Those with bipolar disorder had an increased right lateral ventricular(4), left temporal lobe(5) and right putamen(6) volume. If the patients were taking lithium, hippocampal(7) and amygdala(2) volume were significantly increased. Cerebral volume reduction was associated with illness duration in bipolar individuals.


In conclusion, there is hope out there for a fairly simple diagnostic test for bipolar disorder. It can even be used to predict bipolar disorder.




  2. The amygdala processes emotions.

  3. The pre-frontal cortex is important for emotional regulation.

  4. Protects the brain from trauma.

  5. Information retrieval, reading, emotional stability, memory, sensory processing

  6. Regulate movements and influence various types of learning.

  7. Plays a role in memory, spatial navigation and control of attention.

Bipolar Disorder vs. Epilepsy

How are they connected?

 Epilepsy is a condition in the brain that causes seizures or brain dysfunction due to excessive neuron discharge. Psychiatric disturbances are common in epilepsy.

 Mood disorder’s are often comorbid with epilepsy, these two conditions share many biochemical and pathophysiological underpinnings, such as kindling, change in neurotransmitters, and modifications in messenger systems1. Both are episodic conditions that can worsen over time (kindling) and become chronic. Mood instability is frequent in those with epilepsy, but they don’t always meet the criteria for an actual affective (mood) disorder. There is a link between neurobehavioural disorders and temporal lobe epilepsy, as well as a strong link with complex partial epilepsy2.

I’m not going to get into excessive definitions of epilepsy, as this is a bipolar blog, but I will try to be as descriptive as possible.

 One problem with the consensus that epilepsy is comorbid with mood disorders is that the sampling could be incorrect because of inadequate control groups. But for the most part, professionals believe the link between mood disorders and epilepsy is quite strong, though a few disagree.

In studying the relationship between epilepsy and psychiatric disorders, care must be taken to differentiate between the following:

  • Psychiatric disorders caused by the seizures of the epilepsy – Ictal disorders, postictal disorders, and interictal disorders
  • Epileptic and psychiatric disorders caused by common brain pathology
  • Epileptic and psychiatric disorders that happen to coexist in the same patient but are not causally related

Factors in the relationship between epilepsy and behavioural & mood disorders

Epilepsy and mood disorders share a neuropathology3 , genetic predisposition and developmental disturbances. There can be problems with hormones and alteration of receptor sensitivity (receptors not working the way they should). Both could be caused by complications of medical or surgical treatment., and consequence of psychosocial burden of epilepsy itself2.


Because of the phenomenology of epilepsy, the close association between epilepsy and psychiatry has a long history. The traditional approach to epilepsy care has been to focus on the seizures and their treatment. Concentrating only on the treatment of the seizures, which occupy only a small proportion of the patient’s life, does not seem to address many of the issues that have an adverse impact on the quality of life of the patient with epilepsy.”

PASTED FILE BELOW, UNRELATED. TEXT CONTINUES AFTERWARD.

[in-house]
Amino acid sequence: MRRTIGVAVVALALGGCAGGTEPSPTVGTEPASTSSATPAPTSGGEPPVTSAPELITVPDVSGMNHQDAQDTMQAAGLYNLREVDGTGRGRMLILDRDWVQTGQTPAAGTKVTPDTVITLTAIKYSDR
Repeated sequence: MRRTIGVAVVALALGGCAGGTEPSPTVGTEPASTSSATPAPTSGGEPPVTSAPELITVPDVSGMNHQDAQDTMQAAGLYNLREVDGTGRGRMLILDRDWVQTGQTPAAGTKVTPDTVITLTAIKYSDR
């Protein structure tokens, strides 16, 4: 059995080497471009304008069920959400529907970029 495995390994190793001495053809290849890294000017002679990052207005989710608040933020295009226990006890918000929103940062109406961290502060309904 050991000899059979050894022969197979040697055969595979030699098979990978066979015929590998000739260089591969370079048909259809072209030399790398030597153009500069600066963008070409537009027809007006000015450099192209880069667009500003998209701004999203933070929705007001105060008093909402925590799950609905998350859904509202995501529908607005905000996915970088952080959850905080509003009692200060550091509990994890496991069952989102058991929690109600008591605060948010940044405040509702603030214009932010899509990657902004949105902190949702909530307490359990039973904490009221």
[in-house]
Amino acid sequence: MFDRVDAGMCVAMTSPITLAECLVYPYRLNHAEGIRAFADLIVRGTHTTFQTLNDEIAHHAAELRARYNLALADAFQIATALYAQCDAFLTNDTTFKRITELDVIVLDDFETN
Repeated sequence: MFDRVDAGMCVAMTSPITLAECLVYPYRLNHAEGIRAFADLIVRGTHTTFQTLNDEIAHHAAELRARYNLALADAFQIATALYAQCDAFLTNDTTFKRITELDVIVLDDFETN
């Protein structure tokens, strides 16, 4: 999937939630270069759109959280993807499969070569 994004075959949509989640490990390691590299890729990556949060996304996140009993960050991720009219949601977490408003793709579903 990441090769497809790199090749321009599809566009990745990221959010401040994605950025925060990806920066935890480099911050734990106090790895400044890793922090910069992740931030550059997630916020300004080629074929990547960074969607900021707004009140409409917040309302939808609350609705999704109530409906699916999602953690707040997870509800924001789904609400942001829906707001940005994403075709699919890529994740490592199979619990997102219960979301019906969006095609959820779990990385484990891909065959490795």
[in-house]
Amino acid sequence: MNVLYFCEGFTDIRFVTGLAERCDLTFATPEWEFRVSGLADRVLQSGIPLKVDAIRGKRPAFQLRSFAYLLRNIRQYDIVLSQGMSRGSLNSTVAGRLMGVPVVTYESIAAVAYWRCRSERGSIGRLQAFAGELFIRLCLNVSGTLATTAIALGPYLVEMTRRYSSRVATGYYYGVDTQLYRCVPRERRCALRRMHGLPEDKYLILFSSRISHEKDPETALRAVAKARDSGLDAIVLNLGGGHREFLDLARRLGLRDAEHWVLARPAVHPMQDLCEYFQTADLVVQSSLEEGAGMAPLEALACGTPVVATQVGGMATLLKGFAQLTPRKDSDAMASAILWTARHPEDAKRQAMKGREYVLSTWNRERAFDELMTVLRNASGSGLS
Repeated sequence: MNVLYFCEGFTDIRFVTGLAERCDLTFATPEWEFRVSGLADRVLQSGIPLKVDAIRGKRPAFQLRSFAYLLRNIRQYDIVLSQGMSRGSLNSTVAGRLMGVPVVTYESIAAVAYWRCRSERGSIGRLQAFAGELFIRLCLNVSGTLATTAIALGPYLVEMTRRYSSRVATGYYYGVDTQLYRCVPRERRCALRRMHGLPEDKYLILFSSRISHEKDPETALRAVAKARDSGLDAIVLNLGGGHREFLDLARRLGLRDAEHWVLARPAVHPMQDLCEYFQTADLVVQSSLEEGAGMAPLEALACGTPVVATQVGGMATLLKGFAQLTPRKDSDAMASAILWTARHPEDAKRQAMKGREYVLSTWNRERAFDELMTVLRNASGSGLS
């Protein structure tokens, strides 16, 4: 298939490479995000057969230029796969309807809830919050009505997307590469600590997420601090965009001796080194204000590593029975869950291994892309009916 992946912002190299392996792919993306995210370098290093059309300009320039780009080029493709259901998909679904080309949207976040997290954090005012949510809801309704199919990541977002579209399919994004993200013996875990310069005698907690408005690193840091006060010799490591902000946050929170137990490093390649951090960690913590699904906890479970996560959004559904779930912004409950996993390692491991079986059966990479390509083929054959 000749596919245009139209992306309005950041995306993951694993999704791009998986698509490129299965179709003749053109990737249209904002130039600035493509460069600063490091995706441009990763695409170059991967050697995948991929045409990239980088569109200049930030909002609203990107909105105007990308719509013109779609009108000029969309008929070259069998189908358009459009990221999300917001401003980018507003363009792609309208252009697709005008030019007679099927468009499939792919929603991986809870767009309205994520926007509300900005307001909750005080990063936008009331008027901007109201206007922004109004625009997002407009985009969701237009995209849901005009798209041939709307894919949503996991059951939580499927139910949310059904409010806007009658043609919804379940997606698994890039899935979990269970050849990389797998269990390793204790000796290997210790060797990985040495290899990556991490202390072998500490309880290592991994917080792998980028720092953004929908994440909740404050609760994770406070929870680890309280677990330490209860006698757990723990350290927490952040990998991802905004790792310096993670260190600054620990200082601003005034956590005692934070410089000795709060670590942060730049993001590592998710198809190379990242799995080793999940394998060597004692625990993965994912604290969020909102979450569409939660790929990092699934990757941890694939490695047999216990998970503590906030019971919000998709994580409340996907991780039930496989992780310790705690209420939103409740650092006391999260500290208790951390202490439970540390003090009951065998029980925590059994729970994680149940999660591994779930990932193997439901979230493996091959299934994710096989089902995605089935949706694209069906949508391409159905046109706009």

20-30% of those with epilepsy have psychiatric disturbances of some kind. Tucker reports that 70% of those with complex partial epilepsy met criteria for at least one disorder in the DSM. 58% of those patients suffered from depression, 32% had an anxiety disorder and 13% had psychosis. The most common conditions in epilepsy are depression, anxiety and psychosis.

There is a risk of psychosis in epilepsy 6-12x’s that of the general population.

Psychiatric Disorder


Patients With Epilepsy

Major depressive disorder



Anxiety disorder



Mood/anxiety disorder



Suicidal Ideation







A number of studies have demonstrated that affective disorders in epilepsy represent a common psychiatric comorbidity; however, most of the classic neuropsychiatric literature focuses on depression, which is actually prominent, but little is known about bipolar depression, and very little about mania, in epilepsy4


The Frontal Lobe

According to NAMI, bipolar disorder is caused by a chemical imbalance in the frontal lobe of the brain. In a manic state, activity in the frontal lobe increases signifigantly5. With depression, activity in the frontal lobe decreases. MRI’s show that there are small inconsistencies in the white matter of the brain, caused by loss of myelin.


Frontal lobe epilepsy is the second most common type of epilepsy, with temporal lobe epilepsy being the first6. It is often genetic. The frontal lobes are large areas that control a good portion of the brain and body, so when a seizure begins in the frontal lobes, it goes haywire and spreads to other parts of the brain causing a tonic-clonic (lying on the ground jerking around) seizure.


How does that relate them?